From the Executive Summary: "This report describes systematic social observation (SSO), a field research method used to study police. This method has shown promise in answering many of the questions regarding how police work is conducted today. […] SSO systematizes field methods for teams of researchers who observe the object of study (in this case, the police) in its natural setting. Researchers record events as they see and hear them and do not rely upon others to describe or interpret events. The researchers follow well-specified procedures that can be duplicated. For example, researchers who wish to record whether officers are respectful to complainants must define 'respectful' and 'complainant' in such a manner that other researchers record these terms in the same way when observing the same and similar situations. […] According to Reiss, the important considerations in conducting SSO include: (1) selection of problems for investigation, (2) preliminary investigation by direct observation, (3) definition of the universe to be observed, (4) sampling for observation, (5) development of instruments to collect and record observations systematically, (6) provision for measuring error, (7) pretesting instruments, (8) organization for direct field observations, (9) processing observations, and (10) quantitative analysis. […] SSO is not without its limitations. It is costly, time-consuming, and dependent upon the cooperation of the police. Special effort must be made to address the reactivity of research subjects to observers and the reliability of observers in recording events. Training, supervision, and quality control in the field are the best ways to manage these problems, but they take planning, time, and money. Given these constraints, SSO seems less feasible as a mechanism for routinely monitoring police practice and better suited to special studies."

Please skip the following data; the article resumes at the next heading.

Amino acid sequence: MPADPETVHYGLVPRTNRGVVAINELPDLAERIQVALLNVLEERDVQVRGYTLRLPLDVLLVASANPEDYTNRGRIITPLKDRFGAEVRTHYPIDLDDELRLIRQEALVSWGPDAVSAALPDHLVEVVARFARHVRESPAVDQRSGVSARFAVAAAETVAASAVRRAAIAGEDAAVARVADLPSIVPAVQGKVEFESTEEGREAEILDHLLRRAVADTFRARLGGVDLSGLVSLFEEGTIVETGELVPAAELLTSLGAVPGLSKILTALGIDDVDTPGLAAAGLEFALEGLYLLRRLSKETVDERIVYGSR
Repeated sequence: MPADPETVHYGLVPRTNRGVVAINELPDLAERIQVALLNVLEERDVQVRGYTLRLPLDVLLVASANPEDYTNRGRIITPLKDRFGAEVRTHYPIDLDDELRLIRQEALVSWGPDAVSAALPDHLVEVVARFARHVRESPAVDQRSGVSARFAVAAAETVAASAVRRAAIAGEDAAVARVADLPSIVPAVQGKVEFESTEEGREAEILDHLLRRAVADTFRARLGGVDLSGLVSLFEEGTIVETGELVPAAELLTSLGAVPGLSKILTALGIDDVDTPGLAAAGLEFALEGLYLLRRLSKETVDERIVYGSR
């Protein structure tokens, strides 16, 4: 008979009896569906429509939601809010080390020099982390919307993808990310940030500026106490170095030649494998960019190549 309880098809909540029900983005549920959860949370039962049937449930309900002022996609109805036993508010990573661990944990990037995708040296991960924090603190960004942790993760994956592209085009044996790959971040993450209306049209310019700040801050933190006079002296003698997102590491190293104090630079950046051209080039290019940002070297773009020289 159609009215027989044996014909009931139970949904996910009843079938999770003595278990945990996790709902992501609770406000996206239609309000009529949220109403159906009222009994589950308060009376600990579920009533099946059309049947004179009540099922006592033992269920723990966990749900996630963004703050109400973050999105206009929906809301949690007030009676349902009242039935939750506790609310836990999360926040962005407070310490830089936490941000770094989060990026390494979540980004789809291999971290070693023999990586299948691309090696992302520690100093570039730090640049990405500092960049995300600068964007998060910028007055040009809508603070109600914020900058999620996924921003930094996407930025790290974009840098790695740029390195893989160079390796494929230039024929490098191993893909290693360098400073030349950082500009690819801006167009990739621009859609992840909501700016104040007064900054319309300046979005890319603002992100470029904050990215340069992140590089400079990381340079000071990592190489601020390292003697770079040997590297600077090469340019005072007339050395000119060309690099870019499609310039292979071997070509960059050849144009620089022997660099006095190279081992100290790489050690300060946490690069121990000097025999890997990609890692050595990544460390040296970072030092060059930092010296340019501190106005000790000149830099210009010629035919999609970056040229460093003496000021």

National Institute of Justice (U.S.)
Mastrofski, Stephen D.; Parks, Roger B.; Reiss, Albert J. . . .